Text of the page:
BYU researchers detect fraud with highest accuracy


PROVO, Utah–Researchers from Brigham Young University have helped create the most robust and accurate fraud detection system to date using information from publicly available financial statements.

Using business intelligence software that learns and adapts as it processes data, a team of professors from the Marriott School of Management developed a model that correctly detects fraud with 90 percent accuracy.

“We’ve improved on 30 years of research in terms of accuracy in capturing fraud patterns,” said Jim Hansen, information systems professor and study co-author. “This improved detection is crucial given the broad societal costs of management fraud.”

Major fraud scandals at Enron, WorldCom and several other firms around the turn of the century were the catalyst for a 78 percent drop in the NASDAQ between 2000 and 2002.

Despite changes to internal control procedures following those scandals, fraud continues to plague economies throughout the world. In 2008, fraud was discovered when Lehman Brothers filed for the largest bankruptcy in U.S. history, which dropped the stock market 22 percent and contributed to the most recent recession.

[/media-credit] This graphic visualizes how MetaFraud is able to increasingly distinguish between fraudulent (red) and legitimate (blue) firms from one stage of the framework to the next.
Lead author Ahmed Abassi of the University of Virginia, along with Hansen and BYU information systems colleagues Conan Albrecht and Anthony Vance have spent several years developing their fraud detection tool, “MetaFraud.”

The MetaFraud framework is comprised of several base-level artificial intelligence “learners” that feed their results into a “meta” or overarching business intelligence algorithm that learns and adapts over time.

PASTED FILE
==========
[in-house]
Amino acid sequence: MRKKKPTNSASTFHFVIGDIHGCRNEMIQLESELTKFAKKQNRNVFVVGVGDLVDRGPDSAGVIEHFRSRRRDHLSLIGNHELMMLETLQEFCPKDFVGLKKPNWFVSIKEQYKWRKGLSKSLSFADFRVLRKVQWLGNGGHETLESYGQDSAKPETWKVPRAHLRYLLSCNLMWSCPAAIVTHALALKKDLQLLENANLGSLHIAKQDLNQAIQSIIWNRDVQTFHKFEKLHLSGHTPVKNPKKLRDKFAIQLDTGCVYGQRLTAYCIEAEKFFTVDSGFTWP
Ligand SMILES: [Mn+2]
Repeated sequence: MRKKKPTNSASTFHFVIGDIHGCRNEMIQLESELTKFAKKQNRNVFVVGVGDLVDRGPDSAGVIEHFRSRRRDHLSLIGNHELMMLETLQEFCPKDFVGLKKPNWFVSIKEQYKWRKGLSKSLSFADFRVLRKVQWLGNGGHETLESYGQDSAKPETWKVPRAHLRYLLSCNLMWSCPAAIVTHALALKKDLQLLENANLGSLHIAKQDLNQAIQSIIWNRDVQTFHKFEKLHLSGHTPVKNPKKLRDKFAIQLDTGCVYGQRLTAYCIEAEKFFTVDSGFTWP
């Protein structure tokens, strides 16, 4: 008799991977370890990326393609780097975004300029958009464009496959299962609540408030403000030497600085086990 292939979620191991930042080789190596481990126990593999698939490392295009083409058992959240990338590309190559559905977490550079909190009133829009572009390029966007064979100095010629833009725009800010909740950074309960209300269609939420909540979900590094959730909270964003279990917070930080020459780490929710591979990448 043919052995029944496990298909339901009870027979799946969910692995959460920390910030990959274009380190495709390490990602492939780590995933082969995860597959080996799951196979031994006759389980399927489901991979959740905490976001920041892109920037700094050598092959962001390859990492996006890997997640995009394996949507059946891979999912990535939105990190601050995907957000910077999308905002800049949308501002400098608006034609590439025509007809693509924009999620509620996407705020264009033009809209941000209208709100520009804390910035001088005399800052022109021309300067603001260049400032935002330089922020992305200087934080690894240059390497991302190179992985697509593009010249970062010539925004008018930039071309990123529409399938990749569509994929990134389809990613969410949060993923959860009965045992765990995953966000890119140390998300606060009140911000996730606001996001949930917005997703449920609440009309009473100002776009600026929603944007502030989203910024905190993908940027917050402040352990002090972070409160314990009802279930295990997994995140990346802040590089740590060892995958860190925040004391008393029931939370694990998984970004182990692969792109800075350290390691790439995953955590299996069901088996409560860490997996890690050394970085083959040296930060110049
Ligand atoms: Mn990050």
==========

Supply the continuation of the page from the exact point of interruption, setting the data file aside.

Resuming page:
Vance likens it to an army general who dispatches spies and informants to carry out reconnaissance and then report their findings back to him. These digital spies report back on patterns observed in annual data, quarterly data, organizational context and industry context so the “general” can generate an assessment of whether or not a firm is fraudulent.

“When people commit fraud, it invariably hits the numbers,” Albrecht said.

The researchers funneled 9,000 instances (instance = financial information for one firm for one year) from more than 15 years through MetaFraud, and compared its predictions of fraud with known fraudulent firms identified by the SEC. MetaFraud correctly predicts fraud with 80 percent accuracy, and over 90 percent accuracy when MetaFraud reports a high level of confidence, which it was able to do 70 percent of the time.

“This is a very low-cost method of taking data that’s already out there, already public, and then in a few minutes calculating, with a fairly high degree of certainty, if fraud is happening in that company,” Vance said.

The details of the algorithm and computer models appear in an article published online ahead of print in a special business intelligence research issue of MIS Quarterly, the premier information systems journal.

In making their MetaFraud algorithm available, the BYU researchers hope to equip investors, external auditors and regulators with a tool that accurately assesses a company’s risks.

“We’ve got to be able to stop fraud and corruption – or at least discover it,” Albrecht said. “There are people all over the world working on this and there have been a lot of papers published on this. We haven’t solved the problem yet, but this is an important breakthrough.”


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